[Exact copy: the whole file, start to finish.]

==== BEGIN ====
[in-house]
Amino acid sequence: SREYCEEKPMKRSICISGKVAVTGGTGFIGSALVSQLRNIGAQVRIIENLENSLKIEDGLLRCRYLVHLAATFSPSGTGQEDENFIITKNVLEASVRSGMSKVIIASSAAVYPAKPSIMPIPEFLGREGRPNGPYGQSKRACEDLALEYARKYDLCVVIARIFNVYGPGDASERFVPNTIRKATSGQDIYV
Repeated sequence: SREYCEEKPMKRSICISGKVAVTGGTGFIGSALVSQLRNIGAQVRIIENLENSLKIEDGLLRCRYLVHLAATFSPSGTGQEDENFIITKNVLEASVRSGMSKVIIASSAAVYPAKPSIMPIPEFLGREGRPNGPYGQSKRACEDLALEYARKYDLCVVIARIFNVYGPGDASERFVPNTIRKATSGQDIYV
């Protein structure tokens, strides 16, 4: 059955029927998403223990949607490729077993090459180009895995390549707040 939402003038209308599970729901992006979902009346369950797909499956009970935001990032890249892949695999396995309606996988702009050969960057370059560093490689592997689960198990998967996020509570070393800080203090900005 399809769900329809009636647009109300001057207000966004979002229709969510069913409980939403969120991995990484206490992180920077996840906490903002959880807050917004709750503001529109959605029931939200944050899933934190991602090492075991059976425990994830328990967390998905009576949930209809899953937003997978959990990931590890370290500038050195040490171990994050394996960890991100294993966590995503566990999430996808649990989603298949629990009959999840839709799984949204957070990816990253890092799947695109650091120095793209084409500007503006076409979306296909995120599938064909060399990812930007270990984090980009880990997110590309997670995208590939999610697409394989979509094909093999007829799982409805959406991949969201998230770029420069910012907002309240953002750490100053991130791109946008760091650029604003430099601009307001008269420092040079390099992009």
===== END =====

[in-house]
Amino acid sequence: SREYCEEKPMKRSICISGKVAVTGGTGFIGSALVSQLRNIGAQVRIIENLENSLKIEDGLLRCRYLVHLAATFSPSGTGQEDENFIITKNVLEASVRSGMSKVIIASSAAVYPAKPSIMPIPEFLGREGRPNGPYGQSKRACEDLALEYARKYDLCVVIARIFNVYGPGDASERFVPNTIRKATSGQDIYV
Repeated sequence: SREYCEEKPMKRSICISGKVAVTGGTGFIGSALVSQLRNIGAQVRIIENLENSLKIEDGLLRCRYLVHLAATFSPSGTGQEDENFIITKNVLEASVRSGMSKVIIASSAAVYPAKPSIMPIPEFLGREGRPNGPYGQSKRACEDLALEYARKYDLCVVIARIFNVYGPGDASERFVPNTIRKATSGQDIYV
């Protein structure tokens, strides 16, 4: 059955029927998403223990949607490729077993090459180009895995390549707040 939402003038209308599970729901992006979902009346369950797909499956009970935001990032890249892949695999396995309606996988702009050969960057370059560093490689592997689960198990998967996020509570070393800080203090900005 399809769900329809009636647009109300001057207000966004979002229709969510069913409980939403969120991995990484206490992180920077996840906490903002959880807050917004709750503001529109959605029931939200944050899933934190991602090492075991059976425990994830328990967390998905009576949930209809899953937003997978959990990931590890370290500038050195040490171990994050394996960890991100294993966590995503566990999430996808649990989603298949629990009959999840839709799984949204957070990816990253890092799947695109650091120095793209084409500007503006076409979306296909995120599938064909060399990812930007270990984090980009880990997110590309997670995208590939999610697409394989979509094909093999007829799982409805959406991949969201998230770029420069910012907002309240953002750490100053991130791109946008760091650029604003430099601009307001008269420092040079390099992009």